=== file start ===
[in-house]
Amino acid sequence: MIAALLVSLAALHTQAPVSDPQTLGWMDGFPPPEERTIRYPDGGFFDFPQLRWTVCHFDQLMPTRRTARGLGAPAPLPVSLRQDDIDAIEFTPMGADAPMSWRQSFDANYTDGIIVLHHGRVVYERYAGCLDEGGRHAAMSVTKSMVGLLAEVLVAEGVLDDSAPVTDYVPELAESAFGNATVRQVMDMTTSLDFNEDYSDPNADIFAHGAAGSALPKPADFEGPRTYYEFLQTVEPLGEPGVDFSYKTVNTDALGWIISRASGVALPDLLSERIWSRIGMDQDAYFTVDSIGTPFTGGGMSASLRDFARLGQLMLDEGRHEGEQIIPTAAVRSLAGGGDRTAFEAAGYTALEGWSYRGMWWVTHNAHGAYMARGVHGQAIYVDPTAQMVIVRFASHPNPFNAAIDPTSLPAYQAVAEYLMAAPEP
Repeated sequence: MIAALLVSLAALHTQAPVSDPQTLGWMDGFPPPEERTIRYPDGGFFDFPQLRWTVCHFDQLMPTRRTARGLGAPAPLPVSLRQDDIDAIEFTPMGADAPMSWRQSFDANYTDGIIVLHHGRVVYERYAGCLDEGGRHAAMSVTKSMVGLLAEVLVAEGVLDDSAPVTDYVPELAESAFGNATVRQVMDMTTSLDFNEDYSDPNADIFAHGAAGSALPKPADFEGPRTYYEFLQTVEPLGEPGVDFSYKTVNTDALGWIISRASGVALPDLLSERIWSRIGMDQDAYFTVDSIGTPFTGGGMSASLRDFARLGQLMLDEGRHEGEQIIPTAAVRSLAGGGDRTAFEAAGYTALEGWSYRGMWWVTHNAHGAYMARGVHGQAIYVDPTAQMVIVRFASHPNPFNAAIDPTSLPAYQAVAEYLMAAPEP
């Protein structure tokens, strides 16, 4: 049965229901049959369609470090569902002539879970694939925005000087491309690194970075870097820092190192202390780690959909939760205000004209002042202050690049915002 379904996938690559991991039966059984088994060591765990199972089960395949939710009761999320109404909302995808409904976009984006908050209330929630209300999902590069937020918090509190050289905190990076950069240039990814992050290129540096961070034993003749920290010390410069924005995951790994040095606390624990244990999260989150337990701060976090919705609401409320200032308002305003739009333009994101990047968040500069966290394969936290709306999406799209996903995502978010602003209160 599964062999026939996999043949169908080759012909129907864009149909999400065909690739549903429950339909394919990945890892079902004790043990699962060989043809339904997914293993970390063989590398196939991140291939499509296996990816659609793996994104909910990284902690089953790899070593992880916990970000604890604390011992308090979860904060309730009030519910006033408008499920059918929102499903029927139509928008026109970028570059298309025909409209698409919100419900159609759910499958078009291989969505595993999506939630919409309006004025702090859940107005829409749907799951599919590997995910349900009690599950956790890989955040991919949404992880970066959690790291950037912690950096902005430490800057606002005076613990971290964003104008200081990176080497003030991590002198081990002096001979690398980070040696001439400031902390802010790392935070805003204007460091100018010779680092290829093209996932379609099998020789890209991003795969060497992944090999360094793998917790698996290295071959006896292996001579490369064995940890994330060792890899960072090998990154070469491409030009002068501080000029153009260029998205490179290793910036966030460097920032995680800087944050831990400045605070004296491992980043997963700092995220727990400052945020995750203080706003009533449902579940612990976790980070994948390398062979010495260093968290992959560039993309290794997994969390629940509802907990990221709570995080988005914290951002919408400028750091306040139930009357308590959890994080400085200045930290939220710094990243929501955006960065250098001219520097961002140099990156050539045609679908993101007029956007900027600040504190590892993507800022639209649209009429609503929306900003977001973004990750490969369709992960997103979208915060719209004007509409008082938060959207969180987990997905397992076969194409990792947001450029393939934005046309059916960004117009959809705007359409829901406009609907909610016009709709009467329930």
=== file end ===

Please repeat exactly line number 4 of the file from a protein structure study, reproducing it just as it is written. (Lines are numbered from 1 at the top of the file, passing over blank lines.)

């Protein structure tokens, strides 16, 4: 049965229901049959369609470090569902002539879970694939925005000087491309690194970075870097820092190192202390780690959909939760205000004209002042202050690049915002 379904996938690559991991039966059984088994060591765990199972089960395949939710009761999320109404909302995808409904976009984006908050209330929630209300999902590069937020918090509190050289905190990076950069240039990814992050290129540096961070034993003749920290010390410069924005995951790994040095606390624990244990999260989150337990701060976090919705609401409320200032308002305003739009333009994101990047968040500069966290394969936290709306999406799209996903995502978010602003209160 599964062999026939996999043949169908080759012909129907864009149909999400065909690739549903429950339909394919990945890892079902004790043990699962060989043809339904997914293993970390063989590398196939991140291939499509296996990816659609793996994104909910990284902690089953790899070593992880916990970000604890604390011992308090979860904060309730009030519910006033408008499920059918929102499903029927139509928008026109970028570059298309025909409209698409919100419900159609759910499958078009291989969505595993999506939630919409309006004025702090859940107005829409749907799951599919590997995910349900009690599950956790890989955040991919949404992880970066959690790291950037912690950096902005430490800057606002005076613990971290964003104008200081990176080497003030991590002198081990002096001979690398980070040696001439400031902390802010790392935070805003204007460091100018010779680092290829093209996932379609099998020789890209991003795969060497992944090999360094793998917790698996290295071959006896292996001579490369064995940890994330060792890899960072090998990154070469491409030009002068501080000029153009260029998205490179290793910036966030460097920032995680800087944050831990400045605070004296491992980043997963700092995220727990400052945020995750203080706003009533449902579940612990976790980070994948390398062979010495260093968290992959560039993309290794997994969390629940509802907990990221709570995080988005914290951002919408400028750091306040139930009357308590959890994080400085200045930290939220710094990243929501955006960065250098001219520097961002140099990156050539045609679908993101007029956007900027600040504190590892993507800022639209649209009429609503929306900003977001973004990750490969369709992960997103979208915060719209004007509409008082938060959207969180987990997905397992076969194409990792947001450029393939934005046309059916960004117009959809705007359409829901406009609907909610016009709709009467329930």